BHSU News & Events

South Dakota federal district court judge to speak on prejudice in the Black Hills during BHSU event

 

Jeffrey Viken, chief judge of the U.S. District Court for the District of South Dakota, will talk about prejudice in the Black Hills during an event at Black Hills State University Tuesday, April 9 at 7 p.m. in the David B. Miller Yellow Jacket Student Union Jacket Legacy Room.

Jeffrey Viken, chief judge of the U.S. District Court for the District of South Dakota, will talk about prejudice in the Black Hills and its roots in lack of information and education during a talk at Black Hills State University Tuesday, April 9 at 7 p.m. in the David B. Miller Yellow Jacket Student Union Jacket Legacy Room.

Viken’s presentation, titled “Why are there so many Indians around here? A middle schooler’s question evokes reflection on racial prejudice,” is part of BHSU’s Madeline A. Young Distinguished Speaker Series.

Viken, who was appointed by President Barack Obama, will talk about the history of Indian and non-Indian people in the region and discuss ways both can coexist in the Black Hills.  

Viken was sworn in Sept, 30, 2009. He was born in Huron and received his undergraduate and law degrees from the University of South Dakota. He served as an Assistant United States Attorney for the District of South Dakota and held the positions of First Assistant and Acting U.S Attorney. Viken was in the private practice of law for more than 20 years before being appointed a judge. He was elevated to his current position as chief judge on Jan. 1 of this year. Viken has his chambers in Rapid City.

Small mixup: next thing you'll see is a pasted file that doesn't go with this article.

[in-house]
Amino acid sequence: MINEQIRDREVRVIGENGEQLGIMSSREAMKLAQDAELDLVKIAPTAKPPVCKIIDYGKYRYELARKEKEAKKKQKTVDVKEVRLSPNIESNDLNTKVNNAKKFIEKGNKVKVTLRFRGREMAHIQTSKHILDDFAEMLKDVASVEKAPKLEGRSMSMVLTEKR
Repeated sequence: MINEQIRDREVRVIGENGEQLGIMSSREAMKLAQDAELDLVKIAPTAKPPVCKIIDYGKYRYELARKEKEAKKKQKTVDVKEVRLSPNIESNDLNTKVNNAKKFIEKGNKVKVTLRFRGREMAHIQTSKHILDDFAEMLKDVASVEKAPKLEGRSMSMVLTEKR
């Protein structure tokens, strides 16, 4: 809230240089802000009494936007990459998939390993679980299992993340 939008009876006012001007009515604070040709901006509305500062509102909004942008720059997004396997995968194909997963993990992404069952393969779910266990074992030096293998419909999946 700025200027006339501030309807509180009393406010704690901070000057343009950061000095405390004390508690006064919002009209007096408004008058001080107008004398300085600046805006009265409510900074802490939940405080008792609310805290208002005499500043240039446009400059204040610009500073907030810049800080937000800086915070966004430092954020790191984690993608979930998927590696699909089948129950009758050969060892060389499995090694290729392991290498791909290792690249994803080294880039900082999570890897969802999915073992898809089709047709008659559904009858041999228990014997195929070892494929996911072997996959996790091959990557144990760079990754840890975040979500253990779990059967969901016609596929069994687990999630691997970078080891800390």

Viken’s talk is sponsored by the Madeline A. Young Distinguished Speaker Series. The series was established in 1986 by a gift endowment from Madeline Young, a 1924 alumna. Young expressed her desire to host controversial, stimulating, and enlivening speakers at BHSU. It was initiated at the University in 1987 with an address by former United Nations Ambassador Jeane Kirkpatrick. Other Madeline Young Speakers have included: Terry Waite, former hostage, hostage negotiator and envoy for England’s Archbishop of Canterbury; Felix Justice and Danny Glover, actors; Sam Donaldson, television broadcaster; Doris Kearns Goodwin, Pulitzer Prize winner; and Lech Walesa, former Polish president.

The speaker series continues later this month with a talk by Dr. Mario Livio, an author and astrophysicist, Thursday, April 25. Livio’s presentation is titled “Brilliant Blunders: A look at some of the greatest scientific blunders.”

The event is free and open to the public. For information on additional events taking place during American Indian Awareness Week go to http://www.bhsu.edu/powwow.

For more information on the Madeline Young Speaker Series contact Steve Meeker, vice president for University Advancement, at 605-642-6385 or Steve.Meeker@BHSU.edu.

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